Archive for August, 2011

Sqlitemm: C++ wrapper for sqlite3

As part of writing inkbook, I decided to use sqlite3 for data storage. The C/C++ API is actually a C API, and while it is object oriented and rather intuitive, it’s just not C++. Considering that the API is very simple and, in particular, the subset of the API I wanted to use was very simple, I went ahead and wrote a quick wrapper.

Sqlitemm provides a C++ style interface to creation of database connections and statements (as in Connection and Statement are classes). Objects are reference counted using Glib::RefPtr so memory management is a bit easier.

You can find the project in my tracker , but heres an example of it’s usage:

#include <sqlitemm.h>
int main(int argc, char** argv)
    // open a connection to a sqlite database
    Glib::RefPtr<sqlite::Connection> sqlite =
    // we'll reuse this variable for different statements
    Glib::RefPtr<sqlite::Connection> stmt;
    // prepare a read statement
    stmt = sqlite->prepare("SELECT * FROM table_a WHERE field_a=?");
    // bind a value to one of the parameters
    // execute the select statement
    // read out the result set
        // retrieve the first column of the result set as an integer
        int             field_a = stmt->get<int>(0);
        // retrieve the second column of the result set as a string
        std::string     field_b = stmt->get<std::string>(1);
        // retrieve the third column of the result set as a double
        double          field_c = stmt->get<double>(2);
        // do something
    // if we want to reuse the statement we need to call this
    // prepare a second statement, note that all memory allocated for the
    // first statement is released here, because the smart pointer is
    // reassigned and the object it points to only has one outstanding reference
    stmt = m_sqlite->prepare("UPDATE table SET field_a=? WHERE field_b=?" );
    // now actually execute the statement
    // note that we do not have to explicitly close the connection, when
    // the sqlite variable goes out of scope, the smart pointer will drop it's
    // reference to the underlying Connection object, and the connection
    // object will be destroyed. The databse is closed during the destructor
    // of the Connection object.
    return 0;

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Texmake: a makefile generate for latex projects

texmake is a makefile generator, much like cmake. In fact, it originally started with me looking for ways to make cmake work with latex documents. After a bit of work, I decided the system was too much designed around the c/c++ build process, so I started working on some tools to simplify my life.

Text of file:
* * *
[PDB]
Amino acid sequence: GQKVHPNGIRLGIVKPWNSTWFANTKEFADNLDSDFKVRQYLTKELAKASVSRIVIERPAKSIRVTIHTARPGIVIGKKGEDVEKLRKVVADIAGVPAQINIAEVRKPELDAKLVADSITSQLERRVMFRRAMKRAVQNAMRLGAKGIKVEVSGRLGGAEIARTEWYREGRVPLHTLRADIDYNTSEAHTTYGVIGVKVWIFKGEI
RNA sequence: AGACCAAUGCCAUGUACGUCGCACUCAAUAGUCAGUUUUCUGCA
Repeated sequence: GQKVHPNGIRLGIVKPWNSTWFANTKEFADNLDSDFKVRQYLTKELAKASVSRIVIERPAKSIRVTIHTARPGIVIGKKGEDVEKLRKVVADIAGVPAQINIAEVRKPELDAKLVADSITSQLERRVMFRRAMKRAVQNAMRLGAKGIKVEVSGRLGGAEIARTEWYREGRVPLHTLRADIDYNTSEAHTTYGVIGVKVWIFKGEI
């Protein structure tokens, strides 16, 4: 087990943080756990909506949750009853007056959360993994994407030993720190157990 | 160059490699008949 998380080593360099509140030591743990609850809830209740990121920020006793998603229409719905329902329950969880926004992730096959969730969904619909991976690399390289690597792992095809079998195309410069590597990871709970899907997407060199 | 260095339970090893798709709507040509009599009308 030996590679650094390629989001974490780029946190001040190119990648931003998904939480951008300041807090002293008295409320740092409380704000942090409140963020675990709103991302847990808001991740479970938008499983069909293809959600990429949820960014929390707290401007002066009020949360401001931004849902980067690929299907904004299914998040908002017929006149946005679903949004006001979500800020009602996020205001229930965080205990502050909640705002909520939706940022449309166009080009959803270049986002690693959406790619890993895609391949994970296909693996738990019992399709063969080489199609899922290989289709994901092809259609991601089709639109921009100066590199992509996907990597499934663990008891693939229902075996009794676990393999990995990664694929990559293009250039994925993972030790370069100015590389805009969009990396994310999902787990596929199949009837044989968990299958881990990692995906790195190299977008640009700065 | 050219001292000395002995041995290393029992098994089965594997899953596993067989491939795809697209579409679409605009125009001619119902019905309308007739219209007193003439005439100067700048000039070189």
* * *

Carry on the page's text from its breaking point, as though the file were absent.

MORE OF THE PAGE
Keeping it simple

texmake tries to eliminate as much work as possible from the document writer. It will try to figure out and resolve dependencies, including graphics files which require conversion from their source format. It also allows for out-of-source builds, so that the source directory doesn’t get all cluttered with the intermediate files that latex generates.


Consider this scenario: We have a very long complicated report to write (i.e. software manual, end-of-project report, thesis, how-to-book). We want to generate both a full version, and a simplified quick-start kind of version. The quick start version will contain a subset of the chapters of the full version. The quick start will be published in PDF and HTML (i.e. web-friendly). The long version will probably be a large document and we don’t really want it to be browsed on-line, but it is likely to be printed, so we’ll put it in pdf and dvi format, as well as epub for people who have e-readers.

example project

Example Project Structure


In the process of making this document, we’ve generated many image files. Some of them are hand drawn SVGs. Some of them are generated tikz images. Some of them are diagrams drawn in DIA or plots in GNU Plot. Some of these figures are shown in multiple different chapters (because the author does not want to just refer the user back to a previous page, which is unnecessary in an electronic format, but may be more meaningful in a print format).

Furthermore, we have some things that need to only be included in each version. For instance each version should include some kind of header which tells the reader where he can find the other versions online, or where he can order them from.

Now, we can go maintain a makefile structure that manages all of this quite easily, but we will have to build it by hand. Every time we add a new chapter or image or output format, we have to go add a line to a makefile somewhere. Wouldn’t it be nice if all of that work would just happen?


here are a list of features that I have implemented or am working on

  1. don’t rebuild the document unless it needs it
  2. multiple documents in the same project, potentially sharing various pieces of content